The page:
Kirsten Han: The Hypocrisy Of The Wear White Campaign

Kirsten Han is a Singaporean blogger, journalist and filmmaker. She is also involved in the We Believe in Second Chances campaign for the abolishment of the death penalty. A social media junkie, she tweets at @kixes. The views expressed are her own.

“I want to pray that we will continue to wear white as long as there is pink, and we will wear white until the pink is gone, and even if the pink is gone we will continue to wear white.”

The above statement comes not from some sort of ill-conceived advertisement for laundry liquid, but from conservative magician-pastor Lawrence Khong of the Faith Community Baptist Church.

Khong and his fellow anti-LGBT followers have once again revived the Wear White campaign, positioned as a counter to the annual gay rights rally Pink Dot.

This vocal conservative group are incensed by what they see as a threat to the “Natural Family” posed by the LGBT equality movement. More than adultery, more than domestic violence and problem gambling, it is for some reason LGBT rights – or, as a commenter on a previous blog post put it, “Gayism” – that threatens heterosexual family units and the fabric of society. Presumably because once LGBT rights are recognised, a big glittery tidal wave of gay will wash over Singapore, leaving nothing but tight leather and Grindr in its wake. Because hey, who doesn’t want to be gay, if only they could?

The Wear White campaigners and folk over at We Are Against Pinkdot in Singapore (WAAPD) are deeply committed to their cause. Nothing, not compassion, not kindness, nor facts can stand in their way.

They are willing to yell until they are blue – or white – in the face about foreign interference in domestic debates, while conveniently ignoring the origins of their own brand of right-wing evangelical Christianity. In fact, the term “Natural Family”, featured so prominently in Khong’s letter, was itself borrowed from American anti-gay rhetoric. Their version of blessed “Asian Values” is as Singaporean as mee siam mai hum: IT’S NOT ACTUALLY A THING.

Wear White and WAAPD are up in arms over foreign interference because the US embassy congratulated Pink Dot on Facebook, and because some pink-clad white people were spotted in Hong Lim Park on Saturday. They say that these foreign elements (because, obviously, there is no such thing as a white Singaporean or Permanent Resident) should butt out of “domestic affairs” – what Singapore does within our borders is none of their concern.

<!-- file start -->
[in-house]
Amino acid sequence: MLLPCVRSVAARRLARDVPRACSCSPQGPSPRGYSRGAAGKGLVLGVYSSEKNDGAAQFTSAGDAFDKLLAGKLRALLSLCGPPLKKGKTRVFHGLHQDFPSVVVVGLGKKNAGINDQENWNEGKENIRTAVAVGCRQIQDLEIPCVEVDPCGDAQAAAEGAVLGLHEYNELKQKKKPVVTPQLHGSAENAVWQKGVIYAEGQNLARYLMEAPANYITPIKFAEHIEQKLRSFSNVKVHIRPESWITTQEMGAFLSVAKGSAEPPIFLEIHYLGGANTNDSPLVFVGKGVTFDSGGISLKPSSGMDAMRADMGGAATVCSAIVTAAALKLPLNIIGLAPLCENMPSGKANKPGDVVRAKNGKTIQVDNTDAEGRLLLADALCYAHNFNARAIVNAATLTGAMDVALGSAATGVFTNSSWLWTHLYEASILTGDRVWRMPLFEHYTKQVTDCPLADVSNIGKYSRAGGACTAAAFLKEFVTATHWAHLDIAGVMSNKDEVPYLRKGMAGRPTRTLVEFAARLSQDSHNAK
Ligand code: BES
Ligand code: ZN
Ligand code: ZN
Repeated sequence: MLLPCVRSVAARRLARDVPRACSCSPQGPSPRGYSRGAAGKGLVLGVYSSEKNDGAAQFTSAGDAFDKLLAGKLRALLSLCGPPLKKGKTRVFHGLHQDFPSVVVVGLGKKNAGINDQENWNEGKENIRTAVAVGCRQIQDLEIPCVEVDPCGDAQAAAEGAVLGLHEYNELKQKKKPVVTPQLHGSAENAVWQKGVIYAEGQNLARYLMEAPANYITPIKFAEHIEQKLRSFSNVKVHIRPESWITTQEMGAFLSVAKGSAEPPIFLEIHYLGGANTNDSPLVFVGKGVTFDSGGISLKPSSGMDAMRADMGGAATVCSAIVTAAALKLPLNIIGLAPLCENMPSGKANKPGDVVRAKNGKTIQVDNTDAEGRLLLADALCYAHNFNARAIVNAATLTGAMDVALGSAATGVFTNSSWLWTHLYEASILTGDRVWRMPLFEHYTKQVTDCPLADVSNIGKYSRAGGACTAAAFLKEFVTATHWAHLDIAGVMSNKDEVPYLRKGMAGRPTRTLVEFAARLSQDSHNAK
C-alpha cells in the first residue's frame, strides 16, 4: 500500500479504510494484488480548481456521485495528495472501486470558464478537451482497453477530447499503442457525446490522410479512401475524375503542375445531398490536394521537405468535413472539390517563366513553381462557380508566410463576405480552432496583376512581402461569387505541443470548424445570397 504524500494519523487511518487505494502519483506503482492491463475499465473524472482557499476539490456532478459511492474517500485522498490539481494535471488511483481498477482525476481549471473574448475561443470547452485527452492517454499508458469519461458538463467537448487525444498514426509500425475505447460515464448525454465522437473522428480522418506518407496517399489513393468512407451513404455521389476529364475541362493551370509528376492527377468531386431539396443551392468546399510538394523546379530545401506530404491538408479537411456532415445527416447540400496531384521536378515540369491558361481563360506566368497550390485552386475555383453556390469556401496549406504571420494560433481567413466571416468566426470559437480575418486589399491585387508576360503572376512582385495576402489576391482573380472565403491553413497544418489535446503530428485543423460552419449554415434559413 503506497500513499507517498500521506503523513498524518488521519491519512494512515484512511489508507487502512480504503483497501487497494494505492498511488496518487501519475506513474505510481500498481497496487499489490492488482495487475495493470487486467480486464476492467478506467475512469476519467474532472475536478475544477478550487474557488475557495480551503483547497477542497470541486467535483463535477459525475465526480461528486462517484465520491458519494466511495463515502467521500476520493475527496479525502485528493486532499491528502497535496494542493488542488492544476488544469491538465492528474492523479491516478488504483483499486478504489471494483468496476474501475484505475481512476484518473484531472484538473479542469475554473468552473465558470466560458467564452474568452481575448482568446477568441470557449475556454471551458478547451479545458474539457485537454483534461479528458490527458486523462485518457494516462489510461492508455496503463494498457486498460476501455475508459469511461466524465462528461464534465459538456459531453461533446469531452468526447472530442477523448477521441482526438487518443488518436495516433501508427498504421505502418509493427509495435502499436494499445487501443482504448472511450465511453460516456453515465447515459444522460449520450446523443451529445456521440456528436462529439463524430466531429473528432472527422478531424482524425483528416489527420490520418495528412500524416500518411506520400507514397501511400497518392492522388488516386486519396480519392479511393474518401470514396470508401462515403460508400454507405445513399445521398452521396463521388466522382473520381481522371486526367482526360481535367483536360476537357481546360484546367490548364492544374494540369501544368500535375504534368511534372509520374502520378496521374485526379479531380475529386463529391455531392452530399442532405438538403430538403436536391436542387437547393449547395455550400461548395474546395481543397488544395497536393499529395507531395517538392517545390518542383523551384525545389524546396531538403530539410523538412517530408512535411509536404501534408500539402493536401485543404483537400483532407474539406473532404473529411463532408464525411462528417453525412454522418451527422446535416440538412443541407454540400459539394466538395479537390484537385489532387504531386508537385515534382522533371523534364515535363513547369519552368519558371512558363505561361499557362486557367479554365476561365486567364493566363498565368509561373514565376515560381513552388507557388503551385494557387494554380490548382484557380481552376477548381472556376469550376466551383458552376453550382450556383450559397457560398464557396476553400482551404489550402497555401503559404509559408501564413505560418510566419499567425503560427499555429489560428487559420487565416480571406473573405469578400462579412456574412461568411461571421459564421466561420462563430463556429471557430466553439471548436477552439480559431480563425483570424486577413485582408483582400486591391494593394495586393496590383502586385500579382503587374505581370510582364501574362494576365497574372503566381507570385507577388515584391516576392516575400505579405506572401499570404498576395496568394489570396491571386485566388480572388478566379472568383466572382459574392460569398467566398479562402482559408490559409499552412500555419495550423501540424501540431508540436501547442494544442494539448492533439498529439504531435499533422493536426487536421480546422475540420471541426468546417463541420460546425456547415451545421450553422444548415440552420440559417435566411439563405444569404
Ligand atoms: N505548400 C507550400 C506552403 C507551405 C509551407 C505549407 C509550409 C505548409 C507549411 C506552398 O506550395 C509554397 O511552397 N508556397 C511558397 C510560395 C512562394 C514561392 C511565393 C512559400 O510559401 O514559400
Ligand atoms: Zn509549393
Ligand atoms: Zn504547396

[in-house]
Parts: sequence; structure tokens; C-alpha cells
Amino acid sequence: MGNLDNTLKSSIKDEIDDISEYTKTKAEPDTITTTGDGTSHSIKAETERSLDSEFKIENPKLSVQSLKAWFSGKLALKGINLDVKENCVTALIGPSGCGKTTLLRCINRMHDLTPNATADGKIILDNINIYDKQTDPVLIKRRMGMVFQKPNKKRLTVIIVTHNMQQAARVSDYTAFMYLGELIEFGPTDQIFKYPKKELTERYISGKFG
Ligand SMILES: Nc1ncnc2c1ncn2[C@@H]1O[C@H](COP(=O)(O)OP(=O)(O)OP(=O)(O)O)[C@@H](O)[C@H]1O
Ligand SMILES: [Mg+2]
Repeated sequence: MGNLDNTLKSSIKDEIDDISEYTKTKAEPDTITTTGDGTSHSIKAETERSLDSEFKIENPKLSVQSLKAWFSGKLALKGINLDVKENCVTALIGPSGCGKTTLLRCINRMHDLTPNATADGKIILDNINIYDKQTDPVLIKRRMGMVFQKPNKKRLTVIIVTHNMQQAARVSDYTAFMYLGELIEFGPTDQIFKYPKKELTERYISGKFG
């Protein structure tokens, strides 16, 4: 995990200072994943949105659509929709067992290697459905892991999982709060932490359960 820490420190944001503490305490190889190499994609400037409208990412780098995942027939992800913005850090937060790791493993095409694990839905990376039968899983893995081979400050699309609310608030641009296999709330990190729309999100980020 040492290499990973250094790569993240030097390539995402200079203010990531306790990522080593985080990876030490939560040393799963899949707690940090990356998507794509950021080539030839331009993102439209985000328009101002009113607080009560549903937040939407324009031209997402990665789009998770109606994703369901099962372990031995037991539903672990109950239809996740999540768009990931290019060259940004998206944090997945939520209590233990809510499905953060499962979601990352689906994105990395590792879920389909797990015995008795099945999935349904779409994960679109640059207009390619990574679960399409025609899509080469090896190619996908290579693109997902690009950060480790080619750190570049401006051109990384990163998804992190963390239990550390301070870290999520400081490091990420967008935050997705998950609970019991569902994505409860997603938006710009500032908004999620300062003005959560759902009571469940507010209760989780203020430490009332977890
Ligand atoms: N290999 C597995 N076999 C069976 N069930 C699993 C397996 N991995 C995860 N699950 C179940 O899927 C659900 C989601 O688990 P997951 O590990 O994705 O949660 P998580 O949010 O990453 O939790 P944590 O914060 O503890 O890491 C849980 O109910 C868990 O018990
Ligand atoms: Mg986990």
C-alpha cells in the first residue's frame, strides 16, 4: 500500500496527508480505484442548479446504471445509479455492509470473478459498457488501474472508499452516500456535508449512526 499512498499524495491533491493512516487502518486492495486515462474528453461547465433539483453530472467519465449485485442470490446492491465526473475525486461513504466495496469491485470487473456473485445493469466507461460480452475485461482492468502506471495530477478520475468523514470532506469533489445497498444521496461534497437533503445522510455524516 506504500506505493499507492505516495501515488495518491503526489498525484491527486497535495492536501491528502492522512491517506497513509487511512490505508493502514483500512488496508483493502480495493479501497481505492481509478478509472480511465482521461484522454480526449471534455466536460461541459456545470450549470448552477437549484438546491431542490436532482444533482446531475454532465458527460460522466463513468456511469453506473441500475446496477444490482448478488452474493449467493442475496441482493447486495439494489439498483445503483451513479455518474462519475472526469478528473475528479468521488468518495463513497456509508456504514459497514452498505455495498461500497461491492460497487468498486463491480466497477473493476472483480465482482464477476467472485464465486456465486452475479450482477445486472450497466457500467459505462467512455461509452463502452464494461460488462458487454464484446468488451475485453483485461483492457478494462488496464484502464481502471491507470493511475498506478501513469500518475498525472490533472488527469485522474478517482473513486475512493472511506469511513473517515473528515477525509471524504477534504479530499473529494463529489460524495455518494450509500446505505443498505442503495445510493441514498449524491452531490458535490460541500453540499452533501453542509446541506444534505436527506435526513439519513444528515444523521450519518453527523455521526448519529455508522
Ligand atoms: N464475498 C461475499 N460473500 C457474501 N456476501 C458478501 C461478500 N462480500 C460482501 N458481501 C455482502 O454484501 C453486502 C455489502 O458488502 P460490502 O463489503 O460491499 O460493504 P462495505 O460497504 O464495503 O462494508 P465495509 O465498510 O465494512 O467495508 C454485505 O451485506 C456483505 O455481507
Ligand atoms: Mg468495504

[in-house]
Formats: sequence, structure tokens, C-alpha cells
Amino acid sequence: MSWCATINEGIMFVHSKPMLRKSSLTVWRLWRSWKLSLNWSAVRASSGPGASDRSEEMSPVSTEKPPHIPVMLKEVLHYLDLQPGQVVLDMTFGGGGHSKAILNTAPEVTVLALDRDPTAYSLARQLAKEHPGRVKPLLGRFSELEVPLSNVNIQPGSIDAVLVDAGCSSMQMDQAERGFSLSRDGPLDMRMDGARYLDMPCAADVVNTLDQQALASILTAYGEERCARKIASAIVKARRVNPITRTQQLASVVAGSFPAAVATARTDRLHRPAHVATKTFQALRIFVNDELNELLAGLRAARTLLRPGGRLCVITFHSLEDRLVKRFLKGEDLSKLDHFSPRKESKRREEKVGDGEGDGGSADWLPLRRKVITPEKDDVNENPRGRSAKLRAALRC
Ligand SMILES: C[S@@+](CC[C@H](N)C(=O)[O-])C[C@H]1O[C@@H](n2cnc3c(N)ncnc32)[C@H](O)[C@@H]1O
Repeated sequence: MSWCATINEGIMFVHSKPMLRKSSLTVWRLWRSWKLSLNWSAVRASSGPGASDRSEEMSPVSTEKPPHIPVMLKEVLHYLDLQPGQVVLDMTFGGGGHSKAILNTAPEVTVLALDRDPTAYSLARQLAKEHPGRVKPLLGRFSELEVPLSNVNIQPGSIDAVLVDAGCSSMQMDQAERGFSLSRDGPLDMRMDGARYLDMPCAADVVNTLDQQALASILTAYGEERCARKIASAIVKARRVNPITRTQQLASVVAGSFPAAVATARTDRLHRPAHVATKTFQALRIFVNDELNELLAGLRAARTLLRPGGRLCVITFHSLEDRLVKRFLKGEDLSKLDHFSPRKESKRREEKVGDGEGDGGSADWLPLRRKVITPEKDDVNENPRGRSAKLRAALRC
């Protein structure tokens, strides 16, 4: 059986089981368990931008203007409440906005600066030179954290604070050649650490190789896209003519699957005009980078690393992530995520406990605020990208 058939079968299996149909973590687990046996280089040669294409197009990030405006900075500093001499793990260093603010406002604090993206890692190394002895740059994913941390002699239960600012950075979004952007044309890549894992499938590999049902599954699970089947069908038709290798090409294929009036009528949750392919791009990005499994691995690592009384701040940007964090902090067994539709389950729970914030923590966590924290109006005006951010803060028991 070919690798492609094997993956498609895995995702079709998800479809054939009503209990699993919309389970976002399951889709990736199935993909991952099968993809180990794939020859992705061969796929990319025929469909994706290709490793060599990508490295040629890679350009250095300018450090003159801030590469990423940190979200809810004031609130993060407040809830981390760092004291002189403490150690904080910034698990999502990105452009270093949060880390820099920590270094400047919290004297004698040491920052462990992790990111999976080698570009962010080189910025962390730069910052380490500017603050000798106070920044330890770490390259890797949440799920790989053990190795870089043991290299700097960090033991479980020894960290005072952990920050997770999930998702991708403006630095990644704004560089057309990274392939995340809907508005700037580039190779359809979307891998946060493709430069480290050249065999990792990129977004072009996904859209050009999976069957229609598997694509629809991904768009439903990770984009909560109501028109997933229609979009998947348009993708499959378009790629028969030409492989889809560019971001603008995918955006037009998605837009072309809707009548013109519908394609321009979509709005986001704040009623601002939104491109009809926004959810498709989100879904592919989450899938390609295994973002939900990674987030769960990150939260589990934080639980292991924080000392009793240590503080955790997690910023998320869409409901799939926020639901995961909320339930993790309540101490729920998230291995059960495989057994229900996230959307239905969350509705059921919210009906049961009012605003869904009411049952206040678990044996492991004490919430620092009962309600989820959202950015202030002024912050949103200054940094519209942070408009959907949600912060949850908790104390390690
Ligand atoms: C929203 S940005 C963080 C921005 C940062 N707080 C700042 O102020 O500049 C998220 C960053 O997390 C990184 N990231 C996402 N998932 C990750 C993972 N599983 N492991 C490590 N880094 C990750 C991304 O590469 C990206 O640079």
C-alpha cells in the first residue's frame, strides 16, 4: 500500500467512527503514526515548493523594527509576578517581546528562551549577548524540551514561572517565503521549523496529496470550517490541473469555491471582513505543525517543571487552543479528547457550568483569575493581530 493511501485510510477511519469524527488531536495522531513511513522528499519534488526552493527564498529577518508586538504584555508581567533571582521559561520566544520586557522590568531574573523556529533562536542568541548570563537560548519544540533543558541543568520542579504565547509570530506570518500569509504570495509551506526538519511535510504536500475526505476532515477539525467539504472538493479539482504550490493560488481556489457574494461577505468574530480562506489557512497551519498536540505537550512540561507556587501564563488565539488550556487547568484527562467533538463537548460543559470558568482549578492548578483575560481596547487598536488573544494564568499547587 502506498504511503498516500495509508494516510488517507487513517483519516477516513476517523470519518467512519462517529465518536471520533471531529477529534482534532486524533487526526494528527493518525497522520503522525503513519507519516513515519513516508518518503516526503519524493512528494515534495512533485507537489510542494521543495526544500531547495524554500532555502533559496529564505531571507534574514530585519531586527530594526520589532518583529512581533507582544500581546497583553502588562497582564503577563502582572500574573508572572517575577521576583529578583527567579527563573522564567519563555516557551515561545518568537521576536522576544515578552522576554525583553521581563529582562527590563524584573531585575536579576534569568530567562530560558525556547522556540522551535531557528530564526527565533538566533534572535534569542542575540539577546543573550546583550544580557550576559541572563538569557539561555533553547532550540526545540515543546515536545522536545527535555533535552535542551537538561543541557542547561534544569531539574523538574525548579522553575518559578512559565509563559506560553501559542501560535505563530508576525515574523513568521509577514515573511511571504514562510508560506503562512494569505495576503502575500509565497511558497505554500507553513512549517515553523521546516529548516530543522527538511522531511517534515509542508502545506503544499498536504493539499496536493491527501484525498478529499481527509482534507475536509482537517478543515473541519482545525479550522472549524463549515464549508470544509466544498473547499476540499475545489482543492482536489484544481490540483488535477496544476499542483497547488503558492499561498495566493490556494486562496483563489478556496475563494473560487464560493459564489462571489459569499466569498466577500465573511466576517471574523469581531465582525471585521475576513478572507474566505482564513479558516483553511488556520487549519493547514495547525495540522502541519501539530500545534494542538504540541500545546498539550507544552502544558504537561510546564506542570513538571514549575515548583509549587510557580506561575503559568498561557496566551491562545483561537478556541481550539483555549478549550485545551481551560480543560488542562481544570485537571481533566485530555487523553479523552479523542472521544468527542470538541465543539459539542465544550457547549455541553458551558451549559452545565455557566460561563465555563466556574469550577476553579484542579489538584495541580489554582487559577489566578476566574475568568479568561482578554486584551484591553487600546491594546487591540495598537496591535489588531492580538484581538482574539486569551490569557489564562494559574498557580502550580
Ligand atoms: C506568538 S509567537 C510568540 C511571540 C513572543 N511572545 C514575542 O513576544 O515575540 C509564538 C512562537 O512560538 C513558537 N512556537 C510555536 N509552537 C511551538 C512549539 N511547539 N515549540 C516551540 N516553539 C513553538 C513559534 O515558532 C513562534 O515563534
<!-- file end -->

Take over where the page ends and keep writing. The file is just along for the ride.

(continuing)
They, unfortunately, appear unable to take their own advice: LGBT people have for years been trying to tell conservatives to butt out of their domestic affairs, because what two consenting adults do within the four walls of their bedroom is none of their concern. But I guess that would bring us back to the leathery Grindr glitter tsunami of gay.

According to, Khong ended his Dynamo sermon over the weekend with the promotion of his upcoming totally-not-gay magic show, which promises to transform “illusion to reality”. Perhaps he will bring a same-sex family onstage and try to make them disappear.

Jokes aside, the activities of Wear White and WAAPD cannot be dismissed. Both LGBT activists and conservatives might be vocal, but it would be a mistake to imagine that there is balance in the way the government is dealing with the issue.

The government is willing leave enshrined in law state-led discrimination and prejudice against LGBT people. This means that LGBT people are largely blocked from public health initiatives that might teach safe sex or provide counselling for mental health issues. Gay youth – particularly boys – are taught in schools that they are technically lawbreakers. By not allowing same-sex marriage, LGBT people are by default excluded from the many social benefits that the state ties to marriage: HDB grants, childcare subsidies, or even the power to act as next-of-kin for their partners in case of injury or illness.

According to Khong and his followers, the rights of the heterosexual family unit *include* these oppressions against others, even though the existence of these oppressions have zero impact on the lives of heterosexuals. The government, for all its insistence on compromise and balance, appears to agree. After all, it is more than willing to erase LGBT stories and experiences from the media, even while it professes neutrality in the debate.

But all is not lost, and we who believe in equality and acceptance should take heart. This bigotry has an expiry date: we’re seeing it around the world, from Ireland to Mozambique to Mexico.

Despite what Khong says, you cannot white out the pink; it merely creates more pink.



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